When ready, pour into a teapot and top up with hot water. Then with everyone sitting in a circle, the mother should pour a cup of tea for each family member; but make sure that at least half the tea is left in the pot (this is where the size of the pot comes in). All drink their tea. Then take what remains in the teapot and sprinkle a little of the tea in every corner of every room in the house; in the corners of the rooms and alcoves, and in the corners of all the larger closets (such as clothes closets and pantries).

When this has been done, all the family members should stand in the kitchen with hands joined, and the mother, or eldest female, should say:

Peace be unto this house
And peace be with all who dwell herein.
Let harmony be forever here,
And let love abound.

~Raymond Buckland

The Family Circle

Manfri Frederick Wood, a founding member of the Gypsy Council, and for many years its president, said that he had never met a Gypsy who had a hobby. The reason was that life itself is a hobby to the Rom. They believe in living life to its fullest, and in trying to take an intelligent interest in every job they do, they find there is no need to do anything just to “kill time.” As Wood says:

A Gaujo will go out for a walk or a drive merely for the sake of walking or driving – but a Gypsy won’t; he must have some reason for doing so; he is studying the lay of the land or the movements of the gamekeeper, or the habits of the game in the locality; or he is advertising the fact that he is in the area, where he is known and has a reputation for doing this, that, or the other job…

Even when he does appear to be at play – for instance singing and dancing, gambling, or doing a chop – it is with a view to something extra in the pocket.

The same holds true jfor the whole family. Even the children seldom play, in the strict sense of the word. They work along with the rest of the family. They may do basket work, peg-making, artificial flower making, wood carving or metal work; they may work with animals, or do dyeing, hedging, ditching, or perhaps dukkering (fortunetelling).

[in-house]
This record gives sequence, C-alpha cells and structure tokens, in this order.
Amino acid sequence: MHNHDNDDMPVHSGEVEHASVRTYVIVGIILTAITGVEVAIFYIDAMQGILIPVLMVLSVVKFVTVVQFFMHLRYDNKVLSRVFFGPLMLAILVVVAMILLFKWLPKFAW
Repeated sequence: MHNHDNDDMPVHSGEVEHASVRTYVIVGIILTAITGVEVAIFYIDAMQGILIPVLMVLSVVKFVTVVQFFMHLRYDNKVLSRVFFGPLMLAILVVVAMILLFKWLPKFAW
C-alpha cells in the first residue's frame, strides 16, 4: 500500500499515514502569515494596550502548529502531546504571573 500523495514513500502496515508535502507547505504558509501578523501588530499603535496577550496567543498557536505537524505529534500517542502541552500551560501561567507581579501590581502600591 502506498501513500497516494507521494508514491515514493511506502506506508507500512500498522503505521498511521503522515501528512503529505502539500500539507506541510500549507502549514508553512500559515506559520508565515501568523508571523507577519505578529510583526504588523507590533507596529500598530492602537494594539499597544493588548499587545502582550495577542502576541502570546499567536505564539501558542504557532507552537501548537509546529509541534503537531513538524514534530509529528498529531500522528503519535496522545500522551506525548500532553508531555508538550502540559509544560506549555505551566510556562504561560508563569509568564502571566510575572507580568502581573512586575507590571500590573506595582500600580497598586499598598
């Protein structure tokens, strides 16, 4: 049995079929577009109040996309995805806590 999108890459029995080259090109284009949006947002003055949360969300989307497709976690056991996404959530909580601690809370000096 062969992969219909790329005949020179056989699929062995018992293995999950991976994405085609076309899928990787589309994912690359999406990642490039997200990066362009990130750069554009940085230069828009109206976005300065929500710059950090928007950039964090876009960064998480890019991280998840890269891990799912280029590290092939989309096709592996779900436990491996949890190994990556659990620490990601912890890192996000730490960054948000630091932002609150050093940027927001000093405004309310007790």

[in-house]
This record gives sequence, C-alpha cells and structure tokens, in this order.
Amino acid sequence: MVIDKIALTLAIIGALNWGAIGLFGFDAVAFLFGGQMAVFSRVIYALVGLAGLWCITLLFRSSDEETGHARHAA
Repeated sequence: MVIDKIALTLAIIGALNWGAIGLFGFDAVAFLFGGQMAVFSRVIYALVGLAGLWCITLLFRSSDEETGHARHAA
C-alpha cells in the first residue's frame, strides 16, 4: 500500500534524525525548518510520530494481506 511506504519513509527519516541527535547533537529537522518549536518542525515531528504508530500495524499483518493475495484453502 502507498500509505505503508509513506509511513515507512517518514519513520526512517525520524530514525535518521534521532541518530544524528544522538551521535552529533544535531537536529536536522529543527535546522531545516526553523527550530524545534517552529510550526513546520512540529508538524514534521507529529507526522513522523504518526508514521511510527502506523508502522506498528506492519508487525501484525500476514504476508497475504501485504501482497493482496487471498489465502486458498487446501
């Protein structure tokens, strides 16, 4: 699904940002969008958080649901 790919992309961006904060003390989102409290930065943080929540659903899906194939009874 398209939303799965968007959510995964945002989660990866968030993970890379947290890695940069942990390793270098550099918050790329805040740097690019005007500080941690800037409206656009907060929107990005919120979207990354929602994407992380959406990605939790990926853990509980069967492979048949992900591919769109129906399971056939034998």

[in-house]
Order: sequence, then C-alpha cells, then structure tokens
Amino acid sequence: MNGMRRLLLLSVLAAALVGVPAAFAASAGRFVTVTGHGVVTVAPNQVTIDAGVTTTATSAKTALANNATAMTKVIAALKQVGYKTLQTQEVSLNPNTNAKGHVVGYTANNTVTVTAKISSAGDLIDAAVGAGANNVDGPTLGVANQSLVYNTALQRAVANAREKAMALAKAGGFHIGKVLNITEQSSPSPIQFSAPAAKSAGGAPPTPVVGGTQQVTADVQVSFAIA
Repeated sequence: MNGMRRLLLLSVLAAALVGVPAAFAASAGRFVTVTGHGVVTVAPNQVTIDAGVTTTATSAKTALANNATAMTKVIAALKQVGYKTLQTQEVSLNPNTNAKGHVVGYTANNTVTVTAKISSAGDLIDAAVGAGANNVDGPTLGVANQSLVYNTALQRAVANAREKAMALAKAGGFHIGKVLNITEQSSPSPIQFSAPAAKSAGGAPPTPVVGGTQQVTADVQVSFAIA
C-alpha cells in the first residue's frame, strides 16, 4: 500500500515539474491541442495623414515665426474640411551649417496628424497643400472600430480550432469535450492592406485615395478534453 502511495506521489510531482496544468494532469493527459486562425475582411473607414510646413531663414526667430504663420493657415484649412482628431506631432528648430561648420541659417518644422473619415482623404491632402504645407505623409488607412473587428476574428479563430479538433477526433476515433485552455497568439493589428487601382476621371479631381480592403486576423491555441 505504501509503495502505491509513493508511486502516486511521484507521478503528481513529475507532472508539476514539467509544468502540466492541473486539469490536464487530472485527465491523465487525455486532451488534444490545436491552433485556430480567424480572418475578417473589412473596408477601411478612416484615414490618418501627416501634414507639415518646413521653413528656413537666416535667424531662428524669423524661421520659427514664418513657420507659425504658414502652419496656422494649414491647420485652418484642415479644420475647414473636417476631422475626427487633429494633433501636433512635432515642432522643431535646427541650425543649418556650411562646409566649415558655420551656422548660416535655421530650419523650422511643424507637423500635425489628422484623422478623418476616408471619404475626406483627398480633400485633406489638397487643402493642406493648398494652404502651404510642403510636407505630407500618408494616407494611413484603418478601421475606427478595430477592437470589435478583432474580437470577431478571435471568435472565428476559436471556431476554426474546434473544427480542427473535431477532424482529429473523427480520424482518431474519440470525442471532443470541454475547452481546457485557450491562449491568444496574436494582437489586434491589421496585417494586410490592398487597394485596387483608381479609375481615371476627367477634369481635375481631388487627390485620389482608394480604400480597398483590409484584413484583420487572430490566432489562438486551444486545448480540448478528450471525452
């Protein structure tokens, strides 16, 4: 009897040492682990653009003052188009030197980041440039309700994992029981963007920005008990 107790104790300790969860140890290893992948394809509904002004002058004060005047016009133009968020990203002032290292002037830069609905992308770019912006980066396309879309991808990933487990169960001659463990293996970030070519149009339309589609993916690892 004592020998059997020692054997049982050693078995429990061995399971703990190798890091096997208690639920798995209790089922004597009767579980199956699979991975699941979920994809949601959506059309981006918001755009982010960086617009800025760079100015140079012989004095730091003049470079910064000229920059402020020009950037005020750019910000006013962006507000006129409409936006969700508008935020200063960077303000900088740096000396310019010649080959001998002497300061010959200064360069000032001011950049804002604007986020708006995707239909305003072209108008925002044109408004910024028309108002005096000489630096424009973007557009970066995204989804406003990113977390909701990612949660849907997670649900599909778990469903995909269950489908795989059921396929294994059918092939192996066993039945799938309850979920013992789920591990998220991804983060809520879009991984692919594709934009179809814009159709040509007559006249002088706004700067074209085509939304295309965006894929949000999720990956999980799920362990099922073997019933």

The family works as a unit. Boys will help their fathers with the horses and, from a very early age, will learn how to make deals. Girls similarly learn domestic chores from their mothers and also how to tell fortunes and work simple magick. There is a special closeness in a Romani family not found anywhere else.

Yet as with any family, there are times when the closeness is threatened. There are times when magick is needed, and used, to reinforce family ties.

From: Gypsy Love Magick by Raymond Buckland

About Arranged Marriages

In the past it used to be that Gypsy child marriages were arranged. This is seldom the case today, though it does happen on rare occasions. Jean-Paul Clébert speaks of it in the book The Gypsies (1967).

“Among some Gypsy groups traces remain of the marriage of children before puberty: in general, between eight to fourteen years of age. Such unions are decided upon by the parents and, for a certainty, without the consent of the interested parties. The ceremony is limited to a simple formality, and the children remain with their own families until they have reached puberty. There is never any cohabitation.

At the moment of puberty (and when no unavoidable difficulties have arisen), a second ceremony seals the effective union. Yet the custom of precocious marriage is becoming increasingly rare, at least among western Gypsies.”

Clébert also speaks of there being three main forms of marriage:

  • Abduction – by force or consent
  • Purchase
  • Mutual consent

The abduction and outright purchase forms are little seen today. More generally the parents of a teenage boy will decide which girl in the tribe is most eligible for him (though today the young couple’s feelings for one another are given definite consideration). They will then meet with the girl’s parents and, should they be favorable, come to an agreement regarding her dowry. From there the couple are regarded as engaged.

There is no engagement ring, as in gorgio society, but the girl is given a gold coin that she wears around her neck. This is usually an English sovereign (a Queen Victoria Jubilee sovereign is especially esteemed). The girl could be as young as thirteen, but sixteen is more usual. The boy could be anywhere from sixteen to eighteen.